Keep The Ring In The Family, Lose The Weird Prejudices

, , , , | Related | February 25, 2021

This conversation takes place when I’m at the age where jewellery starts becoming a part of my life. My mom promised me anything I wanted from her collection as a gift. She’s taken all her jewellery out and is showing me the pieces, one by one.

We’ve gone through a truly surprising number of pieces, including a ring engraved with my name that I am eyeing. But then she pulls out one last ring, and it stands out because of how old it looks.

Mom: “And this horridly outdated piece is our family engagement ring. It’s been passed down from mother to daughter since before World War Two. I got it off Grandma back when she thought she was going to die any day.”

Me: “Wait, what? But Grandma’s so healthy.”

Mom: “Turned out to be a false alarm, but she gave me all her jewels back then. She really regrets that now.”

Me: “Wait, it’s an engagement ring. How is it that mothers give it to daughters? I thought engagement rings were given by the guy?”

Mom: “Normally, it’s given from mother to daughter-in-law. Well, more accurately, the son will ask his mother’s permission to marry, and his mother will give him the ring to propose with. But as things happen, Grandma doesn’t actually like [Aunt #1], [Aunt #3], and [Aunt #4].”

Me: “What? But they’re all so nice.”

Mom: “Well, Grandma was supposed to give it to [Uncle #1], but she didn’t like [Aunt #1]. She thought she was a gold digger, so my older brother didn’t get the ring. Not that it stopped him.”

Me: “Ridiculous. [Aunt #1] is my nicest aunt.”

Mom: “My mom had this silly belief that brides shouldn’t be older than their groom, and [Aunt #1] is older than [Uncle #1].”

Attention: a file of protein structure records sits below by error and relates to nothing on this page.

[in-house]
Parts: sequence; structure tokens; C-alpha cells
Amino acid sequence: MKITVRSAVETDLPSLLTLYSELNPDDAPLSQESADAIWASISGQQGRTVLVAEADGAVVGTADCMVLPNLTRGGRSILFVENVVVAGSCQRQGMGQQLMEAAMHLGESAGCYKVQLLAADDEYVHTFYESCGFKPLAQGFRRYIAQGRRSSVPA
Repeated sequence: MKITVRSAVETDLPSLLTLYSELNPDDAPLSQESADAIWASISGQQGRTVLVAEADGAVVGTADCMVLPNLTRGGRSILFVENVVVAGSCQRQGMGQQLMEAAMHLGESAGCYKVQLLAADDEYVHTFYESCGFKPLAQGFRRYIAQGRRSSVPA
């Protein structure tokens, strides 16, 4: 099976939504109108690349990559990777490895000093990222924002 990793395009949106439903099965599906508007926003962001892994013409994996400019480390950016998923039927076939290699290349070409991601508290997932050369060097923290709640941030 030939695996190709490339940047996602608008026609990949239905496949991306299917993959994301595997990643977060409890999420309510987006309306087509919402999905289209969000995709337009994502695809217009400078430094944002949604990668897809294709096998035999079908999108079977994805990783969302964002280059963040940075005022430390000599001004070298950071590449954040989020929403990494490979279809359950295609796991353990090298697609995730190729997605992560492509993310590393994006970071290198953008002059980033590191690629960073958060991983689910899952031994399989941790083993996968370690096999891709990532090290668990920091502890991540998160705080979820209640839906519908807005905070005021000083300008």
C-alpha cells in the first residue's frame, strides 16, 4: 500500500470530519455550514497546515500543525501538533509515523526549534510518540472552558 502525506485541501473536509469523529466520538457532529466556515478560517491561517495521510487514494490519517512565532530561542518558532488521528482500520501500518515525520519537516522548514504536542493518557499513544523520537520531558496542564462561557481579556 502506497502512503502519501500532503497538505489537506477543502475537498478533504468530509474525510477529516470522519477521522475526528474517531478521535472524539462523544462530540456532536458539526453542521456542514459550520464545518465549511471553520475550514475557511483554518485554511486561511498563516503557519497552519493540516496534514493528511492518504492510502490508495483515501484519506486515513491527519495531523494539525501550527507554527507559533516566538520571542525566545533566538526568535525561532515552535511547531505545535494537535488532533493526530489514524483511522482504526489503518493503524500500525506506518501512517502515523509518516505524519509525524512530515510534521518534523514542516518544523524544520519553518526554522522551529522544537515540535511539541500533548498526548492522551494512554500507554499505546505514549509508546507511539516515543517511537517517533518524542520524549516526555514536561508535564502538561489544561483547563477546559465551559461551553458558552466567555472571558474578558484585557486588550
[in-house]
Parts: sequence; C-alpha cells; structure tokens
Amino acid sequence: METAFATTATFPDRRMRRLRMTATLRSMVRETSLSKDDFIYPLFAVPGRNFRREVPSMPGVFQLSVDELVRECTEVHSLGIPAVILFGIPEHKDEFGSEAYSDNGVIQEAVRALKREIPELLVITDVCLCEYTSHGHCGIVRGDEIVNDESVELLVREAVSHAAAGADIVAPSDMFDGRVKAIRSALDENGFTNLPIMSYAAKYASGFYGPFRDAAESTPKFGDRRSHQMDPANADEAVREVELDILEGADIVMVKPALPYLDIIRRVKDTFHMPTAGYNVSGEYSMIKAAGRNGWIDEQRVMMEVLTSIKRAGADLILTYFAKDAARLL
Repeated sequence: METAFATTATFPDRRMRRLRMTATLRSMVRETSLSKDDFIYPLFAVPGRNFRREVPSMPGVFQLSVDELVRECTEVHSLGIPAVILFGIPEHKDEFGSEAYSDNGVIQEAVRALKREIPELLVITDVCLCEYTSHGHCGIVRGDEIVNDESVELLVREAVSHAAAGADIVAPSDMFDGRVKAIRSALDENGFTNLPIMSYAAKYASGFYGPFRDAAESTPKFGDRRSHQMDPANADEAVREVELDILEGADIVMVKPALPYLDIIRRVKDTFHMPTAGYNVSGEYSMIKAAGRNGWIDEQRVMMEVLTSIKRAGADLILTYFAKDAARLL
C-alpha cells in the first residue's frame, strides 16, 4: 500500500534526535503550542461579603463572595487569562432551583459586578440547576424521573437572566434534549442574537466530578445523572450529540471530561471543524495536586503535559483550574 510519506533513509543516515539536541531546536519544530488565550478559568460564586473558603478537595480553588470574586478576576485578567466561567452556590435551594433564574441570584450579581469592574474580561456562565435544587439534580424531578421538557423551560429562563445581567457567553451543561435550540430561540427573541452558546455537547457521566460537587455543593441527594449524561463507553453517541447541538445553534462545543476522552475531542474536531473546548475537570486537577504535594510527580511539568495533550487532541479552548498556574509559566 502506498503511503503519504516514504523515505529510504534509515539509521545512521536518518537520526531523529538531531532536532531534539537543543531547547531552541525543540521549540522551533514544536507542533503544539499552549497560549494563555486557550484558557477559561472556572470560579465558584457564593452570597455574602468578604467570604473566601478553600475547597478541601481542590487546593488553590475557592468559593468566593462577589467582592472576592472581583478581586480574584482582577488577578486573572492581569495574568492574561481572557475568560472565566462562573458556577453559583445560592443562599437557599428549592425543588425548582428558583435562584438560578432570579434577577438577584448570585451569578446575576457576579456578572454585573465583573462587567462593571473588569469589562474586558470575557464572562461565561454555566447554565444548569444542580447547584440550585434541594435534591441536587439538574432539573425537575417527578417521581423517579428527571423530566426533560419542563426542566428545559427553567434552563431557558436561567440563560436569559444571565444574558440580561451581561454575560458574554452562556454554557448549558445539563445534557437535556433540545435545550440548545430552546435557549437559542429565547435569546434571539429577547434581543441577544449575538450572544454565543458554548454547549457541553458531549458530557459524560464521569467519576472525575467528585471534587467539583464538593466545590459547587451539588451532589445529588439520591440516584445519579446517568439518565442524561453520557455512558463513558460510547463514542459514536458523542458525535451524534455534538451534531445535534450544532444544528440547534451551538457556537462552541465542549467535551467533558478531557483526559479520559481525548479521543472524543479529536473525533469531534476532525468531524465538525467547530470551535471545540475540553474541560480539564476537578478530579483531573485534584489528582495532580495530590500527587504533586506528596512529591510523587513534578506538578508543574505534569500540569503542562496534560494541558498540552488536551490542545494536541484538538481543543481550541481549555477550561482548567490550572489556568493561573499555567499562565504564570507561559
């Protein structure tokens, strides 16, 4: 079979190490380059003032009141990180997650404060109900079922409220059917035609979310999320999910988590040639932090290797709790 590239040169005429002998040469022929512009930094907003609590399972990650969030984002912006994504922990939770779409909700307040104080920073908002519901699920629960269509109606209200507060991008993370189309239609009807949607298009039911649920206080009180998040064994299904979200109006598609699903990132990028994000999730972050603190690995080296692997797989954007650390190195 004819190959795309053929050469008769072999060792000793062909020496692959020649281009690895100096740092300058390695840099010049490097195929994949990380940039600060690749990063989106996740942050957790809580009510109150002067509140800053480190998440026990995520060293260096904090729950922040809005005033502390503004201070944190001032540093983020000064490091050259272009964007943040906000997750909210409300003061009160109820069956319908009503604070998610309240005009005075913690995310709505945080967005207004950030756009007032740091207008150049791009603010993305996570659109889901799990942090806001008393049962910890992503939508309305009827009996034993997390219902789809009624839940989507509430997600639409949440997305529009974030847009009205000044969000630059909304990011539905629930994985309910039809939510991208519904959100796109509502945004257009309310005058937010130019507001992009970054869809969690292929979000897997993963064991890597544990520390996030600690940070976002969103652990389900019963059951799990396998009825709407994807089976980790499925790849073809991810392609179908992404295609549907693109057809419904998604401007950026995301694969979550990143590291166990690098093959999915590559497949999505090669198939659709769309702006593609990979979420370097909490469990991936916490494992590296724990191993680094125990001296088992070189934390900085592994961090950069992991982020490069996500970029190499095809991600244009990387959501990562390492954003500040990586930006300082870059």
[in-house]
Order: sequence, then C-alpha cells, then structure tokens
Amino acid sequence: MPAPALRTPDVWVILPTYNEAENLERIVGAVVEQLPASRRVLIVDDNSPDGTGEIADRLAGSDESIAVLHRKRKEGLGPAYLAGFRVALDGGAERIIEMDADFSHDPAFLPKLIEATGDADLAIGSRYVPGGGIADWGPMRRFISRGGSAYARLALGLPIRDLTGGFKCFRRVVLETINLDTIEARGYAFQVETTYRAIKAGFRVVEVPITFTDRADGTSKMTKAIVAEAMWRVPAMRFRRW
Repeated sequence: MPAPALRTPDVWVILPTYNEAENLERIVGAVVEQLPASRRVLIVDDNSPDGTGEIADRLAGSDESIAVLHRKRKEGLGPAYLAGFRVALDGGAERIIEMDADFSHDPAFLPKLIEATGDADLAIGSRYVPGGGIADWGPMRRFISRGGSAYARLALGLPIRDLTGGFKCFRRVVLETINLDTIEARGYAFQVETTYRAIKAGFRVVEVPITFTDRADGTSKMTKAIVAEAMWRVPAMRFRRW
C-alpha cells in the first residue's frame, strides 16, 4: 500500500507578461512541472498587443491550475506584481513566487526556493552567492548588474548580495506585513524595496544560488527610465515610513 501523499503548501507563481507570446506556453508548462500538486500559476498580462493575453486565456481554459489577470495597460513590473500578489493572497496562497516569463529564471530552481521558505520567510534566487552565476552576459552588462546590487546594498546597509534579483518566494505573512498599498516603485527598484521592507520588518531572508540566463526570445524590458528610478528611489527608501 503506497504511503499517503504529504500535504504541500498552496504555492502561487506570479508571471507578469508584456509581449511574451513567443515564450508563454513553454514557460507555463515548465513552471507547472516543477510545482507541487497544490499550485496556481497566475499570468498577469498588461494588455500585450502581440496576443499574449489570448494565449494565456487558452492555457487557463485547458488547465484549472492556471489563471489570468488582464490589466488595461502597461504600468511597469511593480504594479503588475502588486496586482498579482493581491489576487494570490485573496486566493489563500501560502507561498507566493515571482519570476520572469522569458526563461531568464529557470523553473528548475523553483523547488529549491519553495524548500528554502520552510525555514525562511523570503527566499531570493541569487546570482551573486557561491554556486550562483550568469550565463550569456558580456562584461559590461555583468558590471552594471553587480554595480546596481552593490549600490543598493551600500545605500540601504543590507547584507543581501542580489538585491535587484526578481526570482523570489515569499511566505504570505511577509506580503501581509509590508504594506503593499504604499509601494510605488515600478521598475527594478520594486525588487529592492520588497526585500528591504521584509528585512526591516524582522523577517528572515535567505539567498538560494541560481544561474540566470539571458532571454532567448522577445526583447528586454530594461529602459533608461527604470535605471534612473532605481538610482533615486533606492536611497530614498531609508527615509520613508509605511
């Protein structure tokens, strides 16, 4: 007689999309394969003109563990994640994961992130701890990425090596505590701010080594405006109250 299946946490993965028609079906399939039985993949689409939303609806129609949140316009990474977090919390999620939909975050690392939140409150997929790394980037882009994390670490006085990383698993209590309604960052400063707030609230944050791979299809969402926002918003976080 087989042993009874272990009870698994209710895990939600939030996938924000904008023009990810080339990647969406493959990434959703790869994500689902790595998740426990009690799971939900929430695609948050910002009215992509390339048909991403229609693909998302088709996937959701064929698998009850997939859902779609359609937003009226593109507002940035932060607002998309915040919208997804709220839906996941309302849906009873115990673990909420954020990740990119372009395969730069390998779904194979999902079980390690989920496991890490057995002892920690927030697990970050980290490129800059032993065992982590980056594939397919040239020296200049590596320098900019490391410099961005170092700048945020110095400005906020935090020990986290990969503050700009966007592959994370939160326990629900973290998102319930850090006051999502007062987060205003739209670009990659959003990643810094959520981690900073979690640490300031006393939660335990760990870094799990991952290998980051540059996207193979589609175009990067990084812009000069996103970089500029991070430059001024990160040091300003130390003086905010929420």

I shake my head in disbelief.

Me: “Then what happened with [Aunt #3]?”

Mom: “Back then, Grandma didn’t actually think architects were a real job. So she was really annoyed that [Uncle #2] became an architect. So when my younger brother married [Aunt #3], who was another architect… Well, there’s a reason they live in another country.”

Me: “I get the point.”

Mom: “And I trust we don’t have to discuss [Aunt #4]?”

Me: “Nope. I already know what Grandma thinks of [Aunt #2] marrying [Aunt #4].”

My mother’s older sister had to go overseas to do it, as Singaporean law forbade — and still forbids — same-sex marriage. Grandma still insists that the marriage is invalid.

Me: “So, because she never gave it away, you got it when she gave you all her jewels.”

Mom: “That, and I’m her only child that had a ‘respectable’ marriage.”

I snort.

Mom: “Anyway. That’s the last piece in my collection. Want the engagement ring?”

Me: “No, thanks. Maybe in the future. For now, the ring I want literally has my name on it.”

That conversation was nearly a decade ago. Now, I have that ancient engagement ring in hand and am about to go out for dinner with my girlfriend. Wish me luck.


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